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I bought some wild flowers – white clover, red campion and mallow to plant in my wild flower area at home and to remind me of such a lovely place full of visual inspiration and positive values.

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Willow Weaving

Last weekend I went on a willow weaving course run by Windrush Creative to learn how to make my own garden supports – wigwams for growing sweet peas and beans up; supports for perennials such as Delphiniums and Peonies etc.

The course took place at Cogges Manor Farm which is in Witney, Oxfordshire. Cogges is a Victorian Working Farm and is operated by a Heritage Trust who lease the farm from Oxfordshire County Council.  It is a magical place, great for a day out with children and where you can feed the animals and explore the beautiful Farm House.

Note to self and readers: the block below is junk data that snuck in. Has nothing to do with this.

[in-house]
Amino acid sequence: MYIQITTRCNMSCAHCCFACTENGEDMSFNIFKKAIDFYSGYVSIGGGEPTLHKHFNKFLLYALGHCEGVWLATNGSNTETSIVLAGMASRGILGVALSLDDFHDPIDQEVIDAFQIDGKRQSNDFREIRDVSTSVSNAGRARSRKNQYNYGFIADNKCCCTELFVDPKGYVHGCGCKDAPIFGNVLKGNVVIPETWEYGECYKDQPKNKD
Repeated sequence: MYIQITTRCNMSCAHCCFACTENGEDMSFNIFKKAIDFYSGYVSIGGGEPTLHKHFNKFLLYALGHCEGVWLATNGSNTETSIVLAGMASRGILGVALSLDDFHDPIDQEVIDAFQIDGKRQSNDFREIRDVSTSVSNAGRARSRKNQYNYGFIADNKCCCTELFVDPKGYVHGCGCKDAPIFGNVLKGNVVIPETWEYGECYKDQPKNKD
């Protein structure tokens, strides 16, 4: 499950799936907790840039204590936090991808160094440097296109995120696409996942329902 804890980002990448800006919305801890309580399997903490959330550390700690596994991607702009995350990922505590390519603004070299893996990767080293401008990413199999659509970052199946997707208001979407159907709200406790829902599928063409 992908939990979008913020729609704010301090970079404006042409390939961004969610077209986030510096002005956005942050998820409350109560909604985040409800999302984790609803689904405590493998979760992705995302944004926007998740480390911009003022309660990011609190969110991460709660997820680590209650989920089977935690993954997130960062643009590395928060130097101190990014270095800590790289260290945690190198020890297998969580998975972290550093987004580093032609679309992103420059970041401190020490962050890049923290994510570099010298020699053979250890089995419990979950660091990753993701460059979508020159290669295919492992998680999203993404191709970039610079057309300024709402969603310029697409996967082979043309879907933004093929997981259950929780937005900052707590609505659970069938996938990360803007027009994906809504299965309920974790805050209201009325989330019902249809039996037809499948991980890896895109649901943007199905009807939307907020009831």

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Because the weather was so lovely we worked outside which gave lots of visitors to the farm an opportunity to see what we were doing. Our lovely tutor Linda gave us lots of help and guidance and started us off making a willow wigwam. This involved using 8 strong willow uprights (straight willow branches) to form a circle, before beginning to weave thinner willow in and out of the uprights.
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It took me a while to get the hang of twisting the willow in and out of the uprights but once I got going I made my wigwam pretty quickly and also used Cornus to inject some red.
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You can use the same techniques for making a hurdle fence
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I had a lovely day and Windrush are so professional and lovely. They provided us with a gorgeous home made lunch of baked potatoes, home made salads, bread and cake and there was a selection of tea, coffee, water and biscuits available all day. The course ran from 10am until 4pm and for £69 including lunch I though it was fantastic value for money.